A conversation about application with Bryan Chapell, Haddon Robinson, and Joseph Stowell
Editor’s Note: You've studied the text. Your notes have theology and principles. Now comes the really tough part. How exactly do you connect these profound truths with the gritty stuff of daily life? This is where the sermon needs to shine—or it will fade like a sweet dream.
A number of years ago we say down with three seasoned preachers/preaching professors—Bryan Chapell, Haddon Robinson, and Joseph Stowell—and asked them to talk candidly about their hopes for and struggles with sermon application. Here are some of the highlights from that conversation.
Bryan Chapell: Students come into seminary thinking explanation will be the hardest part of preaching. They discover after a few years that's the falling-off-a-log portion. Eventually the outline jumps off the page. The hard part is "How do I make this real in people's lives? How do I make sure my application is right?" Application is what we never stop sweating.
Joe Stowell: There are several traps in application. Triteness is one. In the college chapel where I preach, I could talk about cheating on exams in the second week of the semester. But I can't do it the third, fourth, fifth — eighth. Our application is often from familiar things or from our own struggles, but we can't get stuck there. Our audience will say, "That's old stuff."
Another challenge is how sensitive to be. I may start driving home a hard lesson on abortion only to realize there are women in my congregation who have had abortions. Somehow I need to wrap that application with some measure of grace and mercy.
Haddon Robinson: That's important. Too often our preaching is "You ought, you must, you should."
Chapell: A seminary professor confronted me on that issue in my senior year. "I don't hear the gospel in your preaching," he said. I was devastated. I didn't understand until five years later what he was talking about. I was full of moralism and "do these things" without really understanding the grace of God.
Stowell: The challenge is to remain rooted in the text. My wife gets irritated when preachers apply what's not in the text. If I do that, she'll tell me. The only power in my application is when people can see, That is in the text. That is true, isn't it? I must do something about that in my life.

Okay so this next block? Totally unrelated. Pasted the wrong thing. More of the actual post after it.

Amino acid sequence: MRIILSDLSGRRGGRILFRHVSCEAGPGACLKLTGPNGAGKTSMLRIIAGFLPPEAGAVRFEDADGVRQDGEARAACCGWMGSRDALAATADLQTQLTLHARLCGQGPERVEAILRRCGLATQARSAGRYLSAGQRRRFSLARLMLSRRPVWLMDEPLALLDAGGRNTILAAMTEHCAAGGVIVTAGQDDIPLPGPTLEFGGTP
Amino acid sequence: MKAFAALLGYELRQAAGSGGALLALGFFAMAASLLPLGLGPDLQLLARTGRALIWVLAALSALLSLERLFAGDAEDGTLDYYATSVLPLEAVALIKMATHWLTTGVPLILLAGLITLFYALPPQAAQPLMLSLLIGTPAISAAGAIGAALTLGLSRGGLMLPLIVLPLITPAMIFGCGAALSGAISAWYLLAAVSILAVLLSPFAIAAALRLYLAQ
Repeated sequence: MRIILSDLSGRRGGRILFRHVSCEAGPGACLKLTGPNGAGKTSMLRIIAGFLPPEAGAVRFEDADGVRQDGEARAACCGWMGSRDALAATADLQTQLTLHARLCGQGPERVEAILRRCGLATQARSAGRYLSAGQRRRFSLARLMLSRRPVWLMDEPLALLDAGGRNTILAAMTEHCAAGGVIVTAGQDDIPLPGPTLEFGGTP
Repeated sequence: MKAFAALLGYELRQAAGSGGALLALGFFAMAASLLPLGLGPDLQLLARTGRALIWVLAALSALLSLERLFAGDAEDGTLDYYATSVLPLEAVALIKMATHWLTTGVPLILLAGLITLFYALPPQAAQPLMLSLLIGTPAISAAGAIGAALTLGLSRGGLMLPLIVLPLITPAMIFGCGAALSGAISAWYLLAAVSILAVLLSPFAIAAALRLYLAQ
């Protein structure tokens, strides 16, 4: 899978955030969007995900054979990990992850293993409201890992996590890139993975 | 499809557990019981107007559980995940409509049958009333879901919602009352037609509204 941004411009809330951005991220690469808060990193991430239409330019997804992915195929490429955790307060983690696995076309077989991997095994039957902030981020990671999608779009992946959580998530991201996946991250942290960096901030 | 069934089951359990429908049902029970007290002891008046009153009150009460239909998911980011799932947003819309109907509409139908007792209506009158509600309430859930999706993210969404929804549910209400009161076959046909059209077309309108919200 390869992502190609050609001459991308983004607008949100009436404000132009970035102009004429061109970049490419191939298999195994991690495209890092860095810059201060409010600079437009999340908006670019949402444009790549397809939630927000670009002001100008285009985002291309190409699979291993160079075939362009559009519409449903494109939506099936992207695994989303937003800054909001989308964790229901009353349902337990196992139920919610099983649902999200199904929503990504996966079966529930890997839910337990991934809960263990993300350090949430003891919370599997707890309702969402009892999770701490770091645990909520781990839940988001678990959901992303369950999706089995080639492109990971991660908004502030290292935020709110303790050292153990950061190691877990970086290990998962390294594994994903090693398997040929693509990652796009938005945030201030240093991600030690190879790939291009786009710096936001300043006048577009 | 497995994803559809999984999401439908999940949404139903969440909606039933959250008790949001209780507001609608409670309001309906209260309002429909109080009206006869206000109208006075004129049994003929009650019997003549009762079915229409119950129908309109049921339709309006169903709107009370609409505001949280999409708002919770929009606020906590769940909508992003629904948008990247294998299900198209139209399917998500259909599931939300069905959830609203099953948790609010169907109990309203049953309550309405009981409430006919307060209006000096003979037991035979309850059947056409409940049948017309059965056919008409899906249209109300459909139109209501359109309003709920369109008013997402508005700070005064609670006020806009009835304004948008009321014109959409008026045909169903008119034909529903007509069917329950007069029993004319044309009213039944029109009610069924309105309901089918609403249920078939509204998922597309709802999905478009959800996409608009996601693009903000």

Chapell: You also need some life experiences — like raising teenagers or sitting by a few beds and watching people die — to do application well. But some steps will help preachers of any level of experience apply well. We need to know the basic questions of application.
After I have explained what is true from a text, I must ask, "Now what do I do about that?" Then I ask the situational questions. "Where do I do it? And why will that make a difference?" There are questions of motivation and enablement: "How will I do it?"
I have to ask all four of those questions to equip people adequately for what needs to be done.
Robinson: We have to be careful that some of our applications are simply suggestions and not directions. That is, if we give an application that is not directly based on the text but is an implication of the text, it cannot have the same power as the text itself.
Paul in 1 Corinthians 8 says there is only one God; therefore idols are nothing. If you have one God, a necessary implication is you can't have four Gods. But then there are probable implications that fall short of certainty. Then there are possible implications that have to be preached in a suggestive mode. Then there are improbable implications.
All applications do not have the same level of certainty. If we preach as if they do, we lead people into legalism.
Chapell: People best remember the applications they strongly disagree with. The more I push people beyond their level of comfort or agreement, the more I have to base my reasoning in Scripture.